The Lindquists seek to avoid Fairlane’s judgment lien pursuant to § 522(f)(1) of the Bankruptcy Code.1

Section 522(f)(1) allows for the avoidance of judgment liens that impair exemptions *709 to which debtors in bankruptcy are entitled under § 522(b). Because Oregon has opted out of the federal exemption scheme, as authorized under § 522(b), whether Fairlane’s judgment lien is avoidable, in whole or in part, is determined under applicable Oregon exemption law.

The relevant Oregon exemption provision is O.R.S. § 18.428(1), which provided as follows at the time the Lindquists’ bankruptcy petition was filed:

A mobile home, and the property upon which the mobile home is situated, that is the actual abode of and occupied by the owner, or the owner’s spouse, parent or child, when that mobile home is occupied as a sole residence and no other homestead exemption exists, shall be exempt from execution and from liability in any form for the debts of the owner to the value of $23,000, except as otherwise provided by law. When two or more members of a household are debtors whose interests in the homestead are subject to sale on execution, the lien of a judgment or liability in any form, their combined exemptions under this section may not exceed $30,000. The exemption shall be effective without the necessity of a claim thereof by the judgment debtor.2

[1] When the $141,000 total of unavoidable liens is subtracted from the $175,000 agreed value of the Property on the petition date, the balance of $34,000 leaves avoidable all but $4,000 of Fairlane’s judgment lien in order to protect the Lindquists’ homestead exemption if they can claim the full $30,000 joint exemption under O.R.S. § 18.428(1). However, Fairlane argues that only Melody is entitled to claim an exemption under O.R.S. § 18.428(1) in the amount of $23,000, as Todd held no legal title interest in the Property on the date the Lindquists filed their bankruptcy case. If Fairlane’s argument prevails, its judgment lien does not impair Melody’s exemption, and its lien cannot be avoided.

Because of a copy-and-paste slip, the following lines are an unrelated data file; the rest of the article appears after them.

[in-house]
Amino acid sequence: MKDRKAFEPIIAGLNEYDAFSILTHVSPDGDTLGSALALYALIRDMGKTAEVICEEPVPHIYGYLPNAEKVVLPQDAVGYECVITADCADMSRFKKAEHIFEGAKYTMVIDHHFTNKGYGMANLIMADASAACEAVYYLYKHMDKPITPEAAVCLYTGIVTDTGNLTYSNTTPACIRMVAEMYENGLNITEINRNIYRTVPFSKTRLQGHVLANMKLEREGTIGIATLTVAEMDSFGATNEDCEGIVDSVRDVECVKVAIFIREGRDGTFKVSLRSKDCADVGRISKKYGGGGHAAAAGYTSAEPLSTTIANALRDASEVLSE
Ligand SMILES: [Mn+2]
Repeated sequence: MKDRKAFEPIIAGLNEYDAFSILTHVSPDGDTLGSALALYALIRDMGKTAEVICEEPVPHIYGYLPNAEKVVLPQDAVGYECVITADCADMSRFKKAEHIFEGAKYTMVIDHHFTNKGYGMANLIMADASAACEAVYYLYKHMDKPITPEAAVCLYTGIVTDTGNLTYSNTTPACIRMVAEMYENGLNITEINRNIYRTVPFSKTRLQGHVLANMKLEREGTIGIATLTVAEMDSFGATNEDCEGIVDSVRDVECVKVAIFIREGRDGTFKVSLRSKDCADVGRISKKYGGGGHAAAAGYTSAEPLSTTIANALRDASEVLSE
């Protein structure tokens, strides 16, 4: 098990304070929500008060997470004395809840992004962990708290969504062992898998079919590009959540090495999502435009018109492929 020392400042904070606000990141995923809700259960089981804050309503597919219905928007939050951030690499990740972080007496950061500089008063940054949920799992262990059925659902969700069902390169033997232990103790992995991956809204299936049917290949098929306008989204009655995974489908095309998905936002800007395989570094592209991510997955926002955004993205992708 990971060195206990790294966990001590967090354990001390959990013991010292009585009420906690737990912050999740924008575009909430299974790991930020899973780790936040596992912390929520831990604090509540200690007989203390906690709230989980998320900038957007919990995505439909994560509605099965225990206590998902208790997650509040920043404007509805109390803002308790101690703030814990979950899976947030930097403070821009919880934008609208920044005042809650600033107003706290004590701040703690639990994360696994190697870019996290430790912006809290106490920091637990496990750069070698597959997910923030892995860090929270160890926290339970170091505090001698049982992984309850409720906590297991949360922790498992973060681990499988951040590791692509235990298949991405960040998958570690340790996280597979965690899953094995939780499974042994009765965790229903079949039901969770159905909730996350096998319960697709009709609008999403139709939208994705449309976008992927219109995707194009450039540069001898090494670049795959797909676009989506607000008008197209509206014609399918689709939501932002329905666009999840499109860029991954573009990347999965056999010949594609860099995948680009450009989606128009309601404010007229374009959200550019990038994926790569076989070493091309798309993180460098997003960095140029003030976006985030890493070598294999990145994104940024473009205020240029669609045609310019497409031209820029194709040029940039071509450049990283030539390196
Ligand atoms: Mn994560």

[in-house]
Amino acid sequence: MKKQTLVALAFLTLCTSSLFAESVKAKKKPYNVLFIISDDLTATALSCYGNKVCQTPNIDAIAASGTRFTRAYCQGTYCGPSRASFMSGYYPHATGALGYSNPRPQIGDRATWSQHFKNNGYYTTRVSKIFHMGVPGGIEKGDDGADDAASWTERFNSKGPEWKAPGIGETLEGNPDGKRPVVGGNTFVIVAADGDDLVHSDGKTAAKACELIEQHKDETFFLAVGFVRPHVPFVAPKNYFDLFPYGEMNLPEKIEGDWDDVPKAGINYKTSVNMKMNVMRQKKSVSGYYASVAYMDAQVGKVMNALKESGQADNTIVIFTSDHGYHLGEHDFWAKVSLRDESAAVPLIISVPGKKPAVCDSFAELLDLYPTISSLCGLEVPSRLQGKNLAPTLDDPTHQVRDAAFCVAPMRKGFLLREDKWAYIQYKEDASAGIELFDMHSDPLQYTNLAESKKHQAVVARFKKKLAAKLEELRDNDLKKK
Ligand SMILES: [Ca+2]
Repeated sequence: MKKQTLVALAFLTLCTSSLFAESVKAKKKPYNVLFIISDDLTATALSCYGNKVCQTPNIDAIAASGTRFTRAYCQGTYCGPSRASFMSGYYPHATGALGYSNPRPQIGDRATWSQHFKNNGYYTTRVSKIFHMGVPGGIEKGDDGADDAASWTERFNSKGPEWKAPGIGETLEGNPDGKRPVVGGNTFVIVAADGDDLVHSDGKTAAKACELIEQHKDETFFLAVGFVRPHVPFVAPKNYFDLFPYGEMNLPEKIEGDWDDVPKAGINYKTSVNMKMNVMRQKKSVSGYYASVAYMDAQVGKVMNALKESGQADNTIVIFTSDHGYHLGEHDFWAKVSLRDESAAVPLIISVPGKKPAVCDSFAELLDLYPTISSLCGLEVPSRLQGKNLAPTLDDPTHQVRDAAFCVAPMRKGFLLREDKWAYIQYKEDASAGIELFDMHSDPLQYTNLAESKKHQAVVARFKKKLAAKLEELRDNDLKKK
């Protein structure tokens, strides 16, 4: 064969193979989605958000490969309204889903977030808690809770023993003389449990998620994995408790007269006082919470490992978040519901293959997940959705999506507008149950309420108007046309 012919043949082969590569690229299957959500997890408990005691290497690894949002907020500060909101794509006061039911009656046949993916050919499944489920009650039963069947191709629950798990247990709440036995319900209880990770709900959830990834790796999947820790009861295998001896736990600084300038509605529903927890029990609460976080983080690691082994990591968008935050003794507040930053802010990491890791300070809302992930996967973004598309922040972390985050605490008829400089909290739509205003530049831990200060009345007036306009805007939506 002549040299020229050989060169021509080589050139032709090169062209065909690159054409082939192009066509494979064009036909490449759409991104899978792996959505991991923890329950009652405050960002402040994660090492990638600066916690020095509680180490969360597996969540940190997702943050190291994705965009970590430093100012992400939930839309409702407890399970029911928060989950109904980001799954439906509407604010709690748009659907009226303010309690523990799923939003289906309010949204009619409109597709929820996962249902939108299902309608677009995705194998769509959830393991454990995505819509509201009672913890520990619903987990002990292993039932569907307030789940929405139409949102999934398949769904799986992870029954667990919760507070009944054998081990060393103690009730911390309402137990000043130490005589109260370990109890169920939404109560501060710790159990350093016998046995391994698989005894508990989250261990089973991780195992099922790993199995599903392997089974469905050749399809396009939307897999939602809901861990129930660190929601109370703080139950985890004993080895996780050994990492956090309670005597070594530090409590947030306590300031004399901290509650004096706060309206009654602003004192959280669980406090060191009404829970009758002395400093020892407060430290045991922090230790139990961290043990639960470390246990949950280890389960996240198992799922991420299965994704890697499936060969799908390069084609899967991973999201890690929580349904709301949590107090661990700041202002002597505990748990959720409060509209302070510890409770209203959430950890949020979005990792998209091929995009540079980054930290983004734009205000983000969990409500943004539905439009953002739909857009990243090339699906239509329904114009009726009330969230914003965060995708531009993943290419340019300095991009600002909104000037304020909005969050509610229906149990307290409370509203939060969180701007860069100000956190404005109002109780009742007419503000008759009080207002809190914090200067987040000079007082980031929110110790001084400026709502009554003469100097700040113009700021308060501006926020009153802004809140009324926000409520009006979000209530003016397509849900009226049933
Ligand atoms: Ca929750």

[2] I start the analysis from the proposition that homestead exemptions in Oregon are liberally interpreted in order to “assure the unfortunate debtor … the shelter and influence of home.” In re Banfield’s Estate, 137 Or. 167, 298 P. 905, 907 (1931), quoted in Sticka v. Casserino (In re Casserino), 379 F.3d 1069, 1072 (9th Cir.2004).

[3] The question here is whether application of a homestead exemption extends to equitable interests, as opposed only to legal title interests in residence properties. While I have been unable to find any Oregon or other authority that addresses the particular situation before me, there are Oregon decisions and at least one Ninth Circuit decision interpreting Oregon exemption law stating that the homestead exemption extends beyond pure fee ownership claims. See Marvin & Co. v. Piazza,129 Or. 128, 276 P. 680, 681 (1929):

A homestead right is not an estate in land, but a mere privilege or exemption of such an estate as the holder has in the land.Mansfield v. Hill, 56 Or. 400, 107 P. 471 (1910), 56 Or. 400, 108 P. 1007. Our statute, section 221, Or. L., uses the term “owner” in defining the person who shall be entitled to a homestead exemption, but it does not define the word “owner,” or require that the homestead claimant shall be the absolute owner in fee of the land. There is abundant authority for holding, and we think that the rule is supported by the great weight of authority, that under a statute *710 as broad as ours a tenant in common may acquire a homestead exemption in lands of which he is a cotenant only if the land claimed as a homestead is occupied by him as his actual abode and place of residence, and that his homestead right does not depend upon the character or extent of the estate owned by him, provided he is not a mere intruder. (citations omitted).